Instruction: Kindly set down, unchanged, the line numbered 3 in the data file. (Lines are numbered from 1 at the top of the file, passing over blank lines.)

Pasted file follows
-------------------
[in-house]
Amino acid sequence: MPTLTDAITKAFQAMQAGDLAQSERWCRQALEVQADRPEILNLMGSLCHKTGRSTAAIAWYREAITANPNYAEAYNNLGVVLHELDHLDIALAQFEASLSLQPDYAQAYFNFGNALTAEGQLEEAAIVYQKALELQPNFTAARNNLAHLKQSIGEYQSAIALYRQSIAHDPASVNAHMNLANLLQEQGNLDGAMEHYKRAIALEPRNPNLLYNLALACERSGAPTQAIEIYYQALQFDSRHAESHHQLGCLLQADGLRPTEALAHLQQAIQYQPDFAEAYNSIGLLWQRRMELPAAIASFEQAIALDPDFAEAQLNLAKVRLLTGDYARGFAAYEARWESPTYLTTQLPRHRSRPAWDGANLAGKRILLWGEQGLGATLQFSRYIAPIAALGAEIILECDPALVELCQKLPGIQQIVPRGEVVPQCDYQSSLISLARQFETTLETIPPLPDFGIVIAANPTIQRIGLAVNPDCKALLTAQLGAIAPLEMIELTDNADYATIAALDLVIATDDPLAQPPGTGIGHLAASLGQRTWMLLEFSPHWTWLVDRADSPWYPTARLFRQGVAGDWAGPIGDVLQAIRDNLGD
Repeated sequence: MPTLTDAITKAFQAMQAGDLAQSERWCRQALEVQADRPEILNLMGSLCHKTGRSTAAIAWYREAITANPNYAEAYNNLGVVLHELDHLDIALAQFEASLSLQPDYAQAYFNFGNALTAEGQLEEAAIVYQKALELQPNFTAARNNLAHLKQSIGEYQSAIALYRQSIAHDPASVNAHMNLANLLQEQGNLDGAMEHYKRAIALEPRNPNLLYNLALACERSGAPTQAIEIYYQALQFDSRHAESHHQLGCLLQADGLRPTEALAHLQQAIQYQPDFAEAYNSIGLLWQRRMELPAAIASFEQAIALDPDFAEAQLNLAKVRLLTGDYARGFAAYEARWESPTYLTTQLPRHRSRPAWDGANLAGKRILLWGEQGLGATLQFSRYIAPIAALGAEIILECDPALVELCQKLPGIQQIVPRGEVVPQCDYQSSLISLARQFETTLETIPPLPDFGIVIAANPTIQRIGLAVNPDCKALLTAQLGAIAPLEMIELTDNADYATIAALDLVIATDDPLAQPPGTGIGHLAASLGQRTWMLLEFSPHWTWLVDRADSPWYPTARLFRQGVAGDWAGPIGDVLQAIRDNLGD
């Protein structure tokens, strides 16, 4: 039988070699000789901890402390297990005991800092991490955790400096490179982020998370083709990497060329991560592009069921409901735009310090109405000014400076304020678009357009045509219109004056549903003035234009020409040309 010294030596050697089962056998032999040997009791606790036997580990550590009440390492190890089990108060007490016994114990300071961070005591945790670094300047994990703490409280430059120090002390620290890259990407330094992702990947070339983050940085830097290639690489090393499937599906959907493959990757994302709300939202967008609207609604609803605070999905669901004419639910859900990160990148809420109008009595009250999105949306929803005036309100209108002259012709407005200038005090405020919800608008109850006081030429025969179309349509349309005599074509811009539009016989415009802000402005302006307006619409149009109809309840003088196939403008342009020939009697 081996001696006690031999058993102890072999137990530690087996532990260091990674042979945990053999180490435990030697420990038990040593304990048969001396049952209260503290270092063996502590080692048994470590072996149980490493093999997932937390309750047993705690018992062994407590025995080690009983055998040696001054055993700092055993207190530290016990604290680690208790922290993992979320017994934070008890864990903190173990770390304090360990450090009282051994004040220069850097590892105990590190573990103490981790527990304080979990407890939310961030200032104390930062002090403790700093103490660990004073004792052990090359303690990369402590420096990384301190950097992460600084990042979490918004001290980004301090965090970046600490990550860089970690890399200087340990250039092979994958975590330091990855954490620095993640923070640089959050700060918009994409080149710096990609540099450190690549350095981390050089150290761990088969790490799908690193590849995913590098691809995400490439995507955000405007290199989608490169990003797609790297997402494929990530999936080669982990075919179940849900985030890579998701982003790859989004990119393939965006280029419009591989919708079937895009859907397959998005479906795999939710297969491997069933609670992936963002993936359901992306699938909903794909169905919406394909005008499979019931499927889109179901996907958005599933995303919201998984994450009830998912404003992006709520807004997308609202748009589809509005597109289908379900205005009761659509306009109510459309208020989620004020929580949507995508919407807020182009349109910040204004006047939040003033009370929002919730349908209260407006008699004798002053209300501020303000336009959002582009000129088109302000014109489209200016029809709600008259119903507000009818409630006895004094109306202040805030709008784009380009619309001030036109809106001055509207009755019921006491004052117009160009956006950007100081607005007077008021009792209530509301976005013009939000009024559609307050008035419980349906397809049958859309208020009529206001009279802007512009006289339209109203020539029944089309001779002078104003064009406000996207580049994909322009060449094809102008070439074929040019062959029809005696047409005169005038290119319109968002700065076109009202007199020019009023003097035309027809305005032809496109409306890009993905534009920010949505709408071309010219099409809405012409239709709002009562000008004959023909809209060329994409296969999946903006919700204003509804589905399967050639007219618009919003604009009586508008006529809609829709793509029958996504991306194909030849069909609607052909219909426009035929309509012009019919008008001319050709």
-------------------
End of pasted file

Repeated sequence: MPTLTDAITKAFQAMQAGDLAQSERWCRQALEVQADRPEILNLMGSLCHKTGRSTAAIAWYREAITANPNYAEAYNNLGVVLHELDHLDIALAQFEASLSLQPDYAQAYFNFGNALTAEGQLEEAAIVYQKALELQPNFTAARNNLAHLKQSIGEYQSAIALYRQSIAHDPASVNAHMNLANLLQEQGNLDGAMEHYKRAIALEPRNPNLLYNLALACERSGAPTQAIEIYYQALQFDSRHAESHHQLGCLLQADGLRPTEALAHLQQAIQYQPDFAEAYNSIGLLWQRRMELPAAIASFEQAIALDPDFAEAQLNLAKVRLLTGDYARGFAAYEARWESPTYLTTQLPRHRSRPAWDGANLAGKRILLWGEQGLGATLQFSRYIAPIAALGAEIILECDPALVELCQKLPGIQQIVPRGEVVPQCDYQSSLISLARQFETTLETIPPLPDFGIVIAANPTIQRIGLAVNPDCKALLTAQLGAIAPLEMIELTDNADYATIAALDLVIATDDPLAQPPGTGIGHLAASLGQRTWMLLEFSPHWTWLVDRADSPWYPTARLFRQGVAGDWAGPIGDVLQAIRDNLGD